Vibrant and Diverse
As someone who also studies twentysomethings, I’m appreciative of the authors’ thorough and hopeful work. They portray a vibrant and diverse young evangelicalism that counters many portrayals. But this vibrancy and complexity is less apparent in the evangelical churches and institutions that evangelical twentysomethings are seeking. I find an expectant hope in today’s twentysomething evangelicals: They aren’t ready (for the most part) to give up on the church, despite their frustrations.
We already know from Census Bureau data that Generation Z is the most diverse generation in American history. Barna Group data tell us that the church’s lack of diversity is a stumbling block to church engagement from members of Generation Z. This raises an important point. Too often, when American evangelicalism is discussed, it’s a conversation about white evangelicals. Clydesdale and Garces-Foley clearly see a young generation of American evangelicals that exhibits a much broader diversity. This is where my hope lies for the future of evangelicalism: in a diverse, fervent group of Christ-followers poised to reflect God’s kingdom.
If twentysomethings are diverse, complex, religiously minded and spirituality oriented, then evangelical churches and institutions must engage this group more effectively. The authors highlight a few evangelical congregations as exemplars. They profile New Life Fellowship Church in New York City, a multi-racial congregation perhaps best-known for the leadership of its founding pastor, Pete Scazzero, and his many books relating faith and emotional health. They also explore the multi-generational nature of the Consolidated Baptist Church, a historically black congregation in Lexington, Kentucky. These, however, are more the exception than the rule.
The church can’t bemoan twentysomethings’ lack of religious interest. Perhaps it’s more accurate to conclude that the church is frustrated with how twentysomethings want to express that interest and experience the spiritual search that accompanies it. This is where the dissonance lives.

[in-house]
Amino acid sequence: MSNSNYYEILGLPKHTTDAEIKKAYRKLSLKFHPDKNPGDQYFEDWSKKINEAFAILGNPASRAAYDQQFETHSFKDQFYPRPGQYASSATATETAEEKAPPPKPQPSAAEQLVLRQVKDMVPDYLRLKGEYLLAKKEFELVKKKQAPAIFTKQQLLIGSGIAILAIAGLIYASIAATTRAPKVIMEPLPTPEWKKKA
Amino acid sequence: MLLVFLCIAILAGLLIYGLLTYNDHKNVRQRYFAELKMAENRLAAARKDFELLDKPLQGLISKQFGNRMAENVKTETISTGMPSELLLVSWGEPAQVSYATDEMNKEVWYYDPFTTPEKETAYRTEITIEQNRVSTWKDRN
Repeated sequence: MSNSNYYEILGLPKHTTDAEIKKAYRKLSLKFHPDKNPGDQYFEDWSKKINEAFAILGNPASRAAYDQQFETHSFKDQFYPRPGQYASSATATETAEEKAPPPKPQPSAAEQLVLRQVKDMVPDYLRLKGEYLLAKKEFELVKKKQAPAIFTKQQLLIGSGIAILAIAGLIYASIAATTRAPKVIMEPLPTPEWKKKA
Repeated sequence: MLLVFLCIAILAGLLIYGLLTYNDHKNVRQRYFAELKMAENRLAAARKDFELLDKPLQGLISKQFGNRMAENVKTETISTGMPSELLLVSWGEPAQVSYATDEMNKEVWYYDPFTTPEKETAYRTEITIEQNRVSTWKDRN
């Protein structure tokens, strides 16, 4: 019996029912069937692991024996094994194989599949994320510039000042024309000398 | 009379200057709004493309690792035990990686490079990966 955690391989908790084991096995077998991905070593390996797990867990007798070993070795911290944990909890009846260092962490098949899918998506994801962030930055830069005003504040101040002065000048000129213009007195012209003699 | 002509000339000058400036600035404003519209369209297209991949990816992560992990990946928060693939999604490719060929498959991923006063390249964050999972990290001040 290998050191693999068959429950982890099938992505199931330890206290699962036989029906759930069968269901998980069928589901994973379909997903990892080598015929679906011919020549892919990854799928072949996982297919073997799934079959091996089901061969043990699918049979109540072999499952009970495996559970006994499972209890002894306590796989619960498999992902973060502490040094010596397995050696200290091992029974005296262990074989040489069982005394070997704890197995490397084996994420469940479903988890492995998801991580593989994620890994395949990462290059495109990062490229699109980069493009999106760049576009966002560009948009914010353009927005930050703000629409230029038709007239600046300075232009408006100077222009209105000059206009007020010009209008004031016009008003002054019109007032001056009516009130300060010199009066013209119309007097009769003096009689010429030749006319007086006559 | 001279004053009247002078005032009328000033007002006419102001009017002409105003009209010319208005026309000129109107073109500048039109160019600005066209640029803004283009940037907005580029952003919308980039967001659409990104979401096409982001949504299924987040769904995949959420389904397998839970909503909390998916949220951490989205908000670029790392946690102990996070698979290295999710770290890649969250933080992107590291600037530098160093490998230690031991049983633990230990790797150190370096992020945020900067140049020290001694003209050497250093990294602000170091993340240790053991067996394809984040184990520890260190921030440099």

The Twentysomething Soul is a helpful, broad-based study on the religious lives of American twentysomethings. It’s best, however, to consider it a baseline study, which means further exploration is both required and encouraged. The book provides a general hope that would be enhanced and clarified by exploring some additional questions. How, for instance, are American twentysomething evangelicals engaging the pressing social issues of our day, in areas like sexuality, abortion, and political affiliation? And how can we measure their involvement in churches beyond the metric of attendance—inquiring, say, into rates of leadership, volunteerism, and giving?
These are crucial questions beyond the scope of this book. However, they are essential to understanding evangelicalism in America. I kept pondering them as I studied the data. I hope The Twentysomething Soul inspires further research that helps us fill in the gaps, for the sake of both scholarly clarity and the future of the church.
Drew Moser is dean of student engagement and an associate professor of higher education and student development at Taylor University in Upland, Indiana. He is a co-author of Ready or Not: Leaning into Life in Our Twenties (NavPress) and a co-editor of Campus Life: In Search of Community (IVP Academic).